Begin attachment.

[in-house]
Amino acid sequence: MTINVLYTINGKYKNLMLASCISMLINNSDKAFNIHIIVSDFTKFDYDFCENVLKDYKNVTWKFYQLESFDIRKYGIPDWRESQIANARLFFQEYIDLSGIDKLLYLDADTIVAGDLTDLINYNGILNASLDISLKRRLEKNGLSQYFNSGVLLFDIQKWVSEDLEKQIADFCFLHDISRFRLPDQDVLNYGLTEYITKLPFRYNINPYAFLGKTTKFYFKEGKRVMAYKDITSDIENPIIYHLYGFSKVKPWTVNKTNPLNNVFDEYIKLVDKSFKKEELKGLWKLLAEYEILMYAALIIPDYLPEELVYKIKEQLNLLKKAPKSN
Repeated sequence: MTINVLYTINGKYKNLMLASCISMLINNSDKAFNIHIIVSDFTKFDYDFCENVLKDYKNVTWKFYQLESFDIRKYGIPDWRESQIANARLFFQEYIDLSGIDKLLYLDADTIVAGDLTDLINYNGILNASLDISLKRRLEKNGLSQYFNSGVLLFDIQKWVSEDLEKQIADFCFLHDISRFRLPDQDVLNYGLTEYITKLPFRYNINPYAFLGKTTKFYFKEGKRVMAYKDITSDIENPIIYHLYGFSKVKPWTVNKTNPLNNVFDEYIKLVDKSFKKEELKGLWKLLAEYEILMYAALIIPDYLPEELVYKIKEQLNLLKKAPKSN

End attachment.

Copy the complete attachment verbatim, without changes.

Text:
[in-house]
Amino acid sequence: MTINVLYTINGKYKNLMLASCISMLINNSDKAFNIHIIVSDFTKFDYDFCENVLKDYKNVTWKFYQLESFDIRKYGIPDWRESQIANARLFFQEYIDLSGIDKLLYLDADTIVAGDLTDLINYNGILNASLDISLKRRLEKNGLSQYFNSGVLLFDIQKWVSEDLEKQIADFCFLHDISRFRLPDQDVLNYGLTEYITKLPFRYNINPYAFLGKTTKFYFKEGKRVMAYKDITSDIENPIIYHLYGFSKVKPWTVNKTNPLNNVFDEYIKLVDKSFKKEELKGLWKLLAEYEILMYAALIIPDYLPEELVYKIKEQLNLLKKAPKSN
Repeated sequence: MTINVLYTINGKYKNLMLASCISMLINNSDKAFNIHIIVSDFTKFDYDFCENVLKDYKNVTWKFYQLESFDIRKYGIPDWRESQIANARLFFQEYIDLSGIDKLLYLDADTIVAGDLTDLINYNGILNASLDISLKRRLEKNGLSQYFNSGVLLFDIQKWVSEDLEKQIADFCFLHDISRFRLPDQDVLNYGLTEYITKLPFRYNINPYAFLGKTTKFYFKEGKRVMAYKDITSDIENPIIYHLYGFSKVKPWTVNKTNPLNNVFDEYIKLVDKSFKKEELKGLWKLLAEYEILMYAALIIPDYLPEELVYKIKEQLNLLKKAPKSN